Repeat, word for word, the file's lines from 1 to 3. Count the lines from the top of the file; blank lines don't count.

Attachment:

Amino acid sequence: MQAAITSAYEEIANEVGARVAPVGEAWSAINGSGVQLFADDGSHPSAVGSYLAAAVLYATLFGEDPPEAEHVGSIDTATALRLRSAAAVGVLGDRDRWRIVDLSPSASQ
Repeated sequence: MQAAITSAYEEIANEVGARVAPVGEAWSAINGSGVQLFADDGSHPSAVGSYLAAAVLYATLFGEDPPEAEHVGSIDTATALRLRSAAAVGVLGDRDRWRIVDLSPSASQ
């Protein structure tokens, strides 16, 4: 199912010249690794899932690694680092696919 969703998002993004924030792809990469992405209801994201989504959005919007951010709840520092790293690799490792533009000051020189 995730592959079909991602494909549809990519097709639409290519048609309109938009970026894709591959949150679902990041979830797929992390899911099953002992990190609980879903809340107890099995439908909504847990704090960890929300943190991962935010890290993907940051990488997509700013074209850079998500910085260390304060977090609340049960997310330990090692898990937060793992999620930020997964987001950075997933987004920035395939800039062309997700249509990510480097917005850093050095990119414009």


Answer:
Amino acid sequence: MQAAITSAYEEIANEVGARVAPVGEAWSAINGSGVQLFADDGSHPSAVGSYLAAAVLYATLFGEDPPEAEHVGSIDTATALRLRSAAAVGVLGDRDRWRIVDLSPSASQ
Repeated sequence: MQAAITSAYEEIANEVGARVAPVGEAWSAINGSGVQLFADDGSHPSAVGSYLAAAVLYATLFGEDPPEAEHVGSIDTATALRLRSAAAVGVLGDRDRWRIVDLSPSASQ
């Protein structure tokens, strides 16, 4: 199912010249690794899932690694680092696919 969703998002993004924030792809990469992405209801994201989504959005919007951010709840520092790293690799490792533009000051020189 995730592959079909991602494909549809990519097709639409290519048609309109938009970026894709591959949150679902990041979830797929992390899911099953002992990190609980879903809340107890099995439908909504847990704090960890929300943190991962935010890290993907940051990488997509700013074209850079998500910085260390304060977090609340049960997310330990090692898990937060793992999620930020997964987001950075997933987004920035395939800039062309997700249509990510480097917005850093050095990119414009």